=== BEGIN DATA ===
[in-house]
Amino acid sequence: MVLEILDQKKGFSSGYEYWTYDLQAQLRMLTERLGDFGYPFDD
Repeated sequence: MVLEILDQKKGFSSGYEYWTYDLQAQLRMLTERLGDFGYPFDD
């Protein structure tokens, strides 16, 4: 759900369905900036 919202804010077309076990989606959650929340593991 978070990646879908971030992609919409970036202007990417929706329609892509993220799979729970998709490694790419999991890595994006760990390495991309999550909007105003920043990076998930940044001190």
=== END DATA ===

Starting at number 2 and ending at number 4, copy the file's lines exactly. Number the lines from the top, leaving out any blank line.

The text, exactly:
Amino acid sequence: MVLEILDQKKGFSSGYEYWTYDLQAQLRMLTERLGDFGYPFDD
Repeated sequence: MVLEILDQKKGFSSGYEYWTYDLQAQLRMLTERLGDFGYPFDD
């Protein structure tokens, strides 16, 4: 759900369905900036 919202804010077309076990989606959650929340593991 978070990646879908971030992609919409970036202007990417929706329609892509993220799979729970998709490694790419999991890595994006760990390495991309999550909007105003920043990076998930940044001190």